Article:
The Historical Games Network (HGN) brings together academics, game makers and other cultural workers to explore the relationship between history and games, of all kinds and broadly defined. We aim to engage a diversity of perspectives, to support – and offer a platform to – new voices in the field, and to speak to a broad audience, both professional and public. We offer a supportive, thoughtful and moderated space, in which discussions focus on historical issues relevant to scholars, to the games industry and to the institutions of public history and cultural heritage.
Imagined as a meeting space for discussing and sharing ideas related to key themes and topics within the study of history and games, every quarter the HGN site will publish a series of guest contributions on a regular basis (blog posts, book reviews, literature reviews and state-of-the-field posts, game reviews, event reviews, game analysis or post-mortems, podcast recordings, video essays, or other types of creative contribution people are interested in sharing), all of which speak to a central, dedicated theme.
At the end of each quarter, the HGN will then organise an online event, such as a panel discussion bringing together speakers from academia, the games industry and the broader cultural/heritage industry, that speaks to the HGN’s quarterly theme.
For a full list of our contributors please see here.
Adam Chapman is a former senior lecturer at the University of Gothenburg currently working as an independent scholar. His research focuses on historical games, i.e. those games that in some way represent, or relate to, discourses about the past. He is the author of Digital Games as History: How Videogames Represent the Past and Offer Access to Historical Practice (Routledge 2016), alongside a number of other publications exploring games as a historical form. He has been writing on the topic of historical games since 2009 and is also the founder of the Historical Game Studies Network. Adam can be contacted on Twitter at @Woodlandstaar.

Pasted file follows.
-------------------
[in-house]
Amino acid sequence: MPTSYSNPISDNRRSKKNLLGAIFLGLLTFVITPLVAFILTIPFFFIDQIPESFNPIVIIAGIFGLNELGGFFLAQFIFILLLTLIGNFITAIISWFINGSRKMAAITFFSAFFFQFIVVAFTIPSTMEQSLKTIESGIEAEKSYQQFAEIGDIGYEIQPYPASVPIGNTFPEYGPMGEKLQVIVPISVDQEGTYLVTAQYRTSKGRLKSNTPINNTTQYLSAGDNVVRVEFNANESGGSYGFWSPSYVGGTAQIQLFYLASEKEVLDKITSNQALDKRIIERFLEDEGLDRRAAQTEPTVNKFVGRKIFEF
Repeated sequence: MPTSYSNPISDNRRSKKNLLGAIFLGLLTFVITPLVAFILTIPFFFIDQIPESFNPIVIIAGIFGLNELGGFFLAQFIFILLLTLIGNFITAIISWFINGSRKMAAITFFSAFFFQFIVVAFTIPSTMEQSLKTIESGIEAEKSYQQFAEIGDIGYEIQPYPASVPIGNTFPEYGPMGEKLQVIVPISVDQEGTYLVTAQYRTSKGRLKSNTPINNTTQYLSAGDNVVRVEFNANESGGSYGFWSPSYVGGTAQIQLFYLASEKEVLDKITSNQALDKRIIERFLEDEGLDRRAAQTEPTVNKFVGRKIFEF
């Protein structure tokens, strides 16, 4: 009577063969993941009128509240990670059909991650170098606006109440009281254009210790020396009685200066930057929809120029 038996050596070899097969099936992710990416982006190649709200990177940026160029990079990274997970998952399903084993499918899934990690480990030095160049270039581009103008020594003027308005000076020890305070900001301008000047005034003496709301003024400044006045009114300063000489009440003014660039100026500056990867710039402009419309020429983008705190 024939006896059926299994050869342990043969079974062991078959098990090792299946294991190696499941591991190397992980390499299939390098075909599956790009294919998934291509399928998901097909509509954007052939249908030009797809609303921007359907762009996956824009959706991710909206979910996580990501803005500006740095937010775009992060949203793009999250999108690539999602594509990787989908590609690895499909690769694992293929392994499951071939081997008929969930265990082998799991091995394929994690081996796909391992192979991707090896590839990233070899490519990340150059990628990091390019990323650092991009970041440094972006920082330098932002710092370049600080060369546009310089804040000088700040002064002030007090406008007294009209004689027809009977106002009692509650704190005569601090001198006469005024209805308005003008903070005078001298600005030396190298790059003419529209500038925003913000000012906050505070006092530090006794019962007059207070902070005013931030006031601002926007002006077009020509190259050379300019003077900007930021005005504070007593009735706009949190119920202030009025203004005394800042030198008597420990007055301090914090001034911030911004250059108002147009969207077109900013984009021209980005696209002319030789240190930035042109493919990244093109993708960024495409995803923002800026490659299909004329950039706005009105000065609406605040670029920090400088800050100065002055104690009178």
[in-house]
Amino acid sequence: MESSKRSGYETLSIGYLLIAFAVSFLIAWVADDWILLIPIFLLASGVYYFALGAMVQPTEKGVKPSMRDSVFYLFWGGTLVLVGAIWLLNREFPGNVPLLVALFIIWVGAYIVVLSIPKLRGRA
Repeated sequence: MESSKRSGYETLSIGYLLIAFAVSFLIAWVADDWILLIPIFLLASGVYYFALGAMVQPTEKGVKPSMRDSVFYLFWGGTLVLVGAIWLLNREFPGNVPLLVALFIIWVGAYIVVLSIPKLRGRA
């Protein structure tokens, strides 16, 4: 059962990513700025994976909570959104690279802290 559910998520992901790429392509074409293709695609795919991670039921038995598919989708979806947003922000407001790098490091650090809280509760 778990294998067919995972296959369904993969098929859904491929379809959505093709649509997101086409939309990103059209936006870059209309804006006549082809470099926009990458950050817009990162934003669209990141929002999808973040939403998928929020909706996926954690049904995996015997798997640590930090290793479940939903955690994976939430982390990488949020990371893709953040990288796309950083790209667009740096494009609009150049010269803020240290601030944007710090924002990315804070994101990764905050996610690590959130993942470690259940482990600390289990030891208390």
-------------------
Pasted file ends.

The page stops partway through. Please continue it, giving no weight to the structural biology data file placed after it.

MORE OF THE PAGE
Esther Wright is Lecturer in Digital History at Cardiff University. As well as teaching historical digital games, she researches and writes about video game paratexts, Rockstar Games as developer-brand and developer-historian, with a particular focus on the representation of U.S. History in games like L.A. Noire and Red Dead Redemption. Her book on Rockstar Games, American history, and the importance of incorporating digital paratexts into our analysis of historical video games was published as part of De Gruyter’s Video Games and the Humanities series in 2022. You can find her on Twitter at @EstherWrigh_.
Iain Donald is a Lecturer in Design & UX at Edinburgh Napier University. Iain gained his PhD in the field of History, an MSc in Information Systems and worked in the Games Industry prior to joining academia in 2010. His recent work examines the intersection of games, digital media and history with a focus on commemoration and memorialisation. Using game design and technology to explore collective and communal memory in communities impacted by war, the veterans who fought in them, and considers how we represent conflict in virtual worlds. You can contact him on Twitter @laddoni.
Nick Webber is Associate Professor in Media at the Birmingham Centre for Media and Cultural Research, Birmingham City University, UK. His research focuses on (video)games, cultural history and identity, and his current projects explore the historical practices of player and fan communities, and the concept of the culturally ‘British’ video game. He holds a PhD in Medieval History from the University of Birmingham. You can contact him on Twitter @DoktorNick.
British DiGRA is the UK chapter of the Digital Games Research Association, acting as an international advocate and networking platform aiming to set teaching standards and engage directly with the entertainment software industry. It seeks to promote networking between researchers, industry, policy-makers and educators; interdisciplinary connections; student support and mentoring (e.g. through student prizes, output and conferences); advocacy and visibility; and educational standards.
The Historical Games Network shall be entitled to first use of the contribution for the online platform in all the different forms, but the author remains the copyright owner and can republish their contribution without seeking the Historical Games Network’s permission.
The Historical Games Network reserve the right to decline to publish contributions, if they are submitted after the agreed deadline and without the assigned editor being informed (and agreeing to) a new submission date.
Code of Conduct & Inclusivity Policy
The Historical Games Network is committed to supporting diversity and inclusivity at HGN events, and more broadly in the field of game studies and beyond. In consequence, HGN has adopted the Britsh DiGRA safer space policy in the ongoing effort to improve the diversity and inclusivity of events and online activities. Full details can be read here.